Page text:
The truss, an architectural and engineering concept that grew popular in the early 1800s, revolutionized the way bridges were built. Today trusses are used in not only bridges, but homes, commercial buildings, cranes, and towers. The truss has helped create modern society.
Strength at the core
- Today trusses support not only bridges, but roofs, towers, and skyscrapers, and are a vital tool for engineers and architects
- The truss – a series of triangle-shaped structures usually made of wood or steel and linked together – efficiently distributes and carries enormous loads
- Examples of truss construction date back to ancient times, but the concept came into its own in the early 1800s as a simple, efficient method to bridge waterways and canyons, allowing trains and wagons to push west across the Americas
Have a seat and take a load off. We’re going to tell you about an idea that carries a lot of weight. Literally, as it turns out.
We’re talking about the truss, the simple, and yet marvelous architectural and engineering concept that supports structures like roofs, bridges, and in some cases even entire buildings. The truss has helped build modern society.
What is a truss? Nothing more or less than a series of triangles made (usually, but not always) from wood or steel. When those triangles are linked together in a particular way, they’re able to distribute enormous loads over length and provide structural rigidity.
It’s believed wooden trusses were used as far back as the Bronze Age, at around 2,500 BC. Trusses appear in ancient Greek structures and then in Europe during the Middle Ages.
But it was in the early 1800s, particularly with the development of the steam locomotive, that the truss came into its own and began to play a vital role in North American construction and architecture.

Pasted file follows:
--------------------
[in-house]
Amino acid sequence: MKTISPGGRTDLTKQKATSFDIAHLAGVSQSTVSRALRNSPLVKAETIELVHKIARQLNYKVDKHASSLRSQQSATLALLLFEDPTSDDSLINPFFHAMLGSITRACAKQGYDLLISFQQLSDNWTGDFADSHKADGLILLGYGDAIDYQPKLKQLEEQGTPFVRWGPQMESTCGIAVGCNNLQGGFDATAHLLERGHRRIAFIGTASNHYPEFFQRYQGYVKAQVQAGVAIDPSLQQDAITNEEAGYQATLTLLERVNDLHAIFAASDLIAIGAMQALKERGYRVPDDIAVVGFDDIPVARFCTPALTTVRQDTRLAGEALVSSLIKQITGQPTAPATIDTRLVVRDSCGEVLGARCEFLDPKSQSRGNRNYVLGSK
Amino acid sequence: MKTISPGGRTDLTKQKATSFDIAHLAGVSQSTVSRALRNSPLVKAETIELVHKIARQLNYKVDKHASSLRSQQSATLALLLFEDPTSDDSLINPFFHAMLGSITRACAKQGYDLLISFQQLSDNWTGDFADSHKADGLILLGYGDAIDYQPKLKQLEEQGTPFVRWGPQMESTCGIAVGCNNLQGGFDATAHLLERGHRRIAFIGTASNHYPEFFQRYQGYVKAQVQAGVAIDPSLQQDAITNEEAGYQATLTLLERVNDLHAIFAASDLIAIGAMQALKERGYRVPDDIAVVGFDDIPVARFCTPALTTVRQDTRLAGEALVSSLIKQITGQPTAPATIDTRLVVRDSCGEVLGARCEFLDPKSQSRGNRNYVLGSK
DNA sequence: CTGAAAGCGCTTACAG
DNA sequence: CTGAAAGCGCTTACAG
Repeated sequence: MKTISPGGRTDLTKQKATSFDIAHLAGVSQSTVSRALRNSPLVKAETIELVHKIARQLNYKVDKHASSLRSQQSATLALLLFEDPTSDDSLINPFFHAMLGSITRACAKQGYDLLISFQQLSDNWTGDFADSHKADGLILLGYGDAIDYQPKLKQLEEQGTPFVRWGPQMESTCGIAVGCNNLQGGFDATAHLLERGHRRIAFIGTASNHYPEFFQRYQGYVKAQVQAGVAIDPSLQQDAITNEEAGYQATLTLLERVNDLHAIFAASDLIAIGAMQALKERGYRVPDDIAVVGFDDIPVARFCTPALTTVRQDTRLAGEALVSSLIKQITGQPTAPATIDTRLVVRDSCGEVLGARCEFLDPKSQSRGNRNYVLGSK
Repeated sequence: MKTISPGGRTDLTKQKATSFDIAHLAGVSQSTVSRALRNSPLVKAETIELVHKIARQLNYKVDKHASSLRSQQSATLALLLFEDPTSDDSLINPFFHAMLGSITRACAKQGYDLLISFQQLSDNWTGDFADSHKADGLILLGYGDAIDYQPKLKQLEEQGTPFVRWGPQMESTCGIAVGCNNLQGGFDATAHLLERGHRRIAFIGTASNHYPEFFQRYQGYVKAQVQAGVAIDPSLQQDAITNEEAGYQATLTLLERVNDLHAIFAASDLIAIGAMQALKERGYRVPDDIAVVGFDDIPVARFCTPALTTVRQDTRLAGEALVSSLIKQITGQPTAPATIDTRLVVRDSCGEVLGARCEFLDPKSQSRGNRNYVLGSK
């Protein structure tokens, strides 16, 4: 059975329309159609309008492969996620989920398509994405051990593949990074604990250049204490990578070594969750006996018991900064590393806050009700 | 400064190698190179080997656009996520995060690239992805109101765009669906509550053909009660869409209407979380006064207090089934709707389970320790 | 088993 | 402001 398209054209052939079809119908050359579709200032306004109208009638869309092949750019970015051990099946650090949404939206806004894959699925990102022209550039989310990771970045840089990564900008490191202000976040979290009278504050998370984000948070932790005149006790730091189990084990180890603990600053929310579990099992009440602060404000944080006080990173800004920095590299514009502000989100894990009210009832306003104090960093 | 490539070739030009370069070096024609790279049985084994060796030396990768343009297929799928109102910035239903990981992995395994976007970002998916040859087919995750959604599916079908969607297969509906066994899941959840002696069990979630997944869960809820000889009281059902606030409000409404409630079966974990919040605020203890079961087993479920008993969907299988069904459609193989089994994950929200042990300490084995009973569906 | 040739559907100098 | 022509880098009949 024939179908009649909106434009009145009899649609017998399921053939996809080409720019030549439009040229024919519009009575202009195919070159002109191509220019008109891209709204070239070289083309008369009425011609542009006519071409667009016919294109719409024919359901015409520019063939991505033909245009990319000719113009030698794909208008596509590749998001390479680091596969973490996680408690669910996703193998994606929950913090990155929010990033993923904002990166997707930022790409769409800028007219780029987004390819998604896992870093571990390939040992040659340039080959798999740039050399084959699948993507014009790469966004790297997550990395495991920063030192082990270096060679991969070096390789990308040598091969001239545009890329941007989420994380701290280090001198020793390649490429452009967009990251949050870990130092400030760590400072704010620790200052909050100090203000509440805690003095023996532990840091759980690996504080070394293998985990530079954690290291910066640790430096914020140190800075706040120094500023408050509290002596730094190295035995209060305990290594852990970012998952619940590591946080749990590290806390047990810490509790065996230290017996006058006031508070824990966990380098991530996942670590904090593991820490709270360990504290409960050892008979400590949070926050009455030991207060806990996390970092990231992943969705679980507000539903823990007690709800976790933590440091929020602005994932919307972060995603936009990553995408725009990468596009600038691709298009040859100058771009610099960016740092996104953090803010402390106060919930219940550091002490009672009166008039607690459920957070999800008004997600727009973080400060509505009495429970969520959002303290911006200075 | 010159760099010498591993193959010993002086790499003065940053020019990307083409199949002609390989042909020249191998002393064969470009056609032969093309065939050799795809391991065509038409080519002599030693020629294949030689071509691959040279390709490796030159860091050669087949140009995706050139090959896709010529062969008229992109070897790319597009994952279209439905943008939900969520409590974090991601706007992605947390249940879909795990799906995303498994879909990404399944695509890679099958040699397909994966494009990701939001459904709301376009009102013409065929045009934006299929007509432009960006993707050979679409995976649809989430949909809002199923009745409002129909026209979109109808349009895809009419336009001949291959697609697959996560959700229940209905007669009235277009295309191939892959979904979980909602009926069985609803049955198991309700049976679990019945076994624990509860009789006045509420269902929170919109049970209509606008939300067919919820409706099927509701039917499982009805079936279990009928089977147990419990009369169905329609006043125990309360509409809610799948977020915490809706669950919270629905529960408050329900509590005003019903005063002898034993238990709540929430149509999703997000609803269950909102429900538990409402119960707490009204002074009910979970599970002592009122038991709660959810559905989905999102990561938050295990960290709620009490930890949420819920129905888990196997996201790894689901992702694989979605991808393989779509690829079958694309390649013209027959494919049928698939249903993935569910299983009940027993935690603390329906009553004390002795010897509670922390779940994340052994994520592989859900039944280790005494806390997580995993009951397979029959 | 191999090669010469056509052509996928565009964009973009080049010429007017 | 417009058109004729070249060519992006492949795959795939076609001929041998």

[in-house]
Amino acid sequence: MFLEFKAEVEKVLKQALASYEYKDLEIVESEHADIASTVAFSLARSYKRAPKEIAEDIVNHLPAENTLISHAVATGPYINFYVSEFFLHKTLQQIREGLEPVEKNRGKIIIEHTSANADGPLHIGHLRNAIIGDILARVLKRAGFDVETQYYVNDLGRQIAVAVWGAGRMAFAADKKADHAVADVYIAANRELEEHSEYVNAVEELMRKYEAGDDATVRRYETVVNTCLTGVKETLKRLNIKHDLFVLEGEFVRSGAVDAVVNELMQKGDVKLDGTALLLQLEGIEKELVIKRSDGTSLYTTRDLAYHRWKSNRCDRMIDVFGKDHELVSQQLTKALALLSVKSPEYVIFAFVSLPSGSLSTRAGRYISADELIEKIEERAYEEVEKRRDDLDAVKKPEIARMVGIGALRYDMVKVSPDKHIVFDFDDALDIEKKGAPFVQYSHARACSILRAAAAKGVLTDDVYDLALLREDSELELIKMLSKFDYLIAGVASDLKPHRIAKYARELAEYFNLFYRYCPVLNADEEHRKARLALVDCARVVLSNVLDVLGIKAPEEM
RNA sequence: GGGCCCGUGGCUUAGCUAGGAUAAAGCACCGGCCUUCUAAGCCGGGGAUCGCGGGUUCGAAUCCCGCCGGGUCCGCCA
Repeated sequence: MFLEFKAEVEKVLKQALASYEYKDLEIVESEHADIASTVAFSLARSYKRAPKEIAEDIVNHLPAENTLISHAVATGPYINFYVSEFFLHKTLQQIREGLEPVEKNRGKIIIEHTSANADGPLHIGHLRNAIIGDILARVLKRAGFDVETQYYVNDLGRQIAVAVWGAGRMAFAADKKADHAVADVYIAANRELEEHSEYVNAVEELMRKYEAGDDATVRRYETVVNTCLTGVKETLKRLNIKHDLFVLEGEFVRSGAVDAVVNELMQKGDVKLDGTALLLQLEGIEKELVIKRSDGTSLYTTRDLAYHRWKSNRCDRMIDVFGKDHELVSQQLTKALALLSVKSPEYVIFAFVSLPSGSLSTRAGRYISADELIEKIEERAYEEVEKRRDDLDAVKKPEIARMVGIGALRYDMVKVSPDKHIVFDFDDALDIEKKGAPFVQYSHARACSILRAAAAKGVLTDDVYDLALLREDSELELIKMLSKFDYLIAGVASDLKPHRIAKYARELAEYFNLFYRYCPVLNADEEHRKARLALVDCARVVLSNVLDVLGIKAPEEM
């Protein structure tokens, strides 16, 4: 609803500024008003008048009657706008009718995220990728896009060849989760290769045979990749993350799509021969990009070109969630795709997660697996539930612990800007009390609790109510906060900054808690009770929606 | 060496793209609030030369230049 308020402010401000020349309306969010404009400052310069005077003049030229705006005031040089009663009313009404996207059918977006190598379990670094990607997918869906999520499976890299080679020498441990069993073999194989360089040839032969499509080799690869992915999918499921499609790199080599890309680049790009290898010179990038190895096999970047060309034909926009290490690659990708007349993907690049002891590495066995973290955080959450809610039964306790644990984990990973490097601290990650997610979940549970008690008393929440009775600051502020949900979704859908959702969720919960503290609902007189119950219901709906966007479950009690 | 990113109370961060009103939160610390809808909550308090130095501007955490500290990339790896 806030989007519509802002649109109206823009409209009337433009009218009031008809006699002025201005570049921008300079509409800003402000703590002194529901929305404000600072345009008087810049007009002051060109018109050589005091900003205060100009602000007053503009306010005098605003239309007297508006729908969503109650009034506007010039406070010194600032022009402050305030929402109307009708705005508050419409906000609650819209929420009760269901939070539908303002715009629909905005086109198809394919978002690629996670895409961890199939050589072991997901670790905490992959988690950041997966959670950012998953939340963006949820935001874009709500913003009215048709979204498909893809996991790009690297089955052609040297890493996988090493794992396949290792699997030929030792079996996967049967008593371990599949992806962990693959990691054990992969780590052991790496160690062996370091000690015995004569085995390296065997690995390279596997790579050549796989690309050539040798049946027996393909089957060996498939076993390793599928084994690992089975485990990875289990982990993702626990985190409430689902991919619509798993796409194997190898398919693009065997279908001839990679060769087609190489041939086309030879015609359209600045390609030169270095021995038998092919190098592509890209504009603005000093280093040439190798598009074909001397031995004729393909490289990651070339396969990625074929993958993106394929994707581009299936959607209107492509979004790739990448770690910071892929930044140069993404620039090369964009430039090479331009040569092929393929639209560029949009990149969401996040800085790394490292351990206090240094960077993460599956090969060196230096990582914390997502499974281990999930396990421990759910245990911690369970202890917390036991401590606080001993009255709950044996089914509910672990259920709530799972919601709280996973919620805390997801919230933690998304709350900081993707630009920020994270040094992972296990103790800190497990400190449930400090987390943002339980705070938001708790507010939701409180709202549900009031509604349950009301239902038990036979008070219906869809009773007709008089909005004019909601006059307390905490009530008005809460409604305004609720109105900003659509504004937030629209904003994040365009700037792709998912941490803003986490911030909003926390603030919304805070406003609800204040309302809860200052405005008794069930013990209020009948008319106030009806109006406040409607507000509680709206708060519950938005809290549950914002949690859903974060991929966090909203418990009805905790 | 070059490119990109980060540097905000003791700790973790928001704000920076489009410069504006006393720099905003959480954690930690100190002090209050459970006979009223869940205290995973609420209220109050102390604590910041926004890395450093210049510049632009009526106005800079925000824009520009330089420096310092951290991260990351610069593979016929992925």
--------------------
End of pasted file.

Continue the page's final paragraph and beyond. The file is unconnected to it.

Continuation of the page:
Building on advancements in mathematics that took place through the 1700s, an American architect and civil engineer named Ithiel Town in 1820 patented a lattice truss bridge design made from wood. Its advantage was it could be built relatively quickly and cheaply; wood was plentiful. The design was relatively straightforward, meaning workers could be quickly taught the process.
The design didn’t require heavy, labor-intensive stone piers used to span many waterways in Europe.
As settlement of the Americas pushed westward, bridges were needed for wagons and trains, and were across vast stretches of countryside. With wood in plentiful supply, covered truss bridges began to appear (the covers protected the trusses from weather, ensuring they would last longer). And as train networks expanded, truss bridges were built to span waterways and deep canyons, allowing the speedy movement of people and goods.
Steel, with its greater strength and longevity, eventually supplanted wood as the material of choice, and simultaneously, other truss systems emerged, such as the Pratt and the Warren, each suited to a particular task.
Versatility and strength
Today, there are scores of truss designs, and structures made from trusses include not only roofs and bridges, but communication towers, cranes, aircraft parts, and entire buildings. The iconic San Francisco Bridge is made, in part, with cantilever trusses. The longest all-truss bridge in the world? The Ikitsuki Bridge in Japan, which stretches 400 meters.
The truss works by distributing a load and managing the forces of compression and tension. The main advantages of a truss? It can handle enormous loads, it’s ridged, and can be used to span long lengths. A truss is versatile, meaning it can be adapted to structures other than just bridges, and a truss design can accommodate precarious spaces, such as a deep ravine.
The truss has proven its worth over and over again, standing the test of time and providing architects and engineers with a dependable, versatile, functional solution. It’s an idea that carries a lot of weight.
The name isn’t an accident. The name Trusscore reflects the fact that the “truss” – an architectural and engineering structure that delivers enormous strength – is at the core of every Trusscore product.
“The truss is precisely why Trusscore products are ridged and strong,” says chief manufacturing officer Steve Bosman.
“The truss is at the heart of the entire company.”
The advantage of the truss is that it endows a product like Trusscore Wall&CeilingBoard with strength but without the weight of a conventional sheet of drywall. The internal core of a sheet of Wall&CeilingBoard is largely hollow, And in that hollow space you’ll find the trusses that give the product its ridged structure.
Truss. Trusscore. Strength at the core of our products. Strength at the core of the company.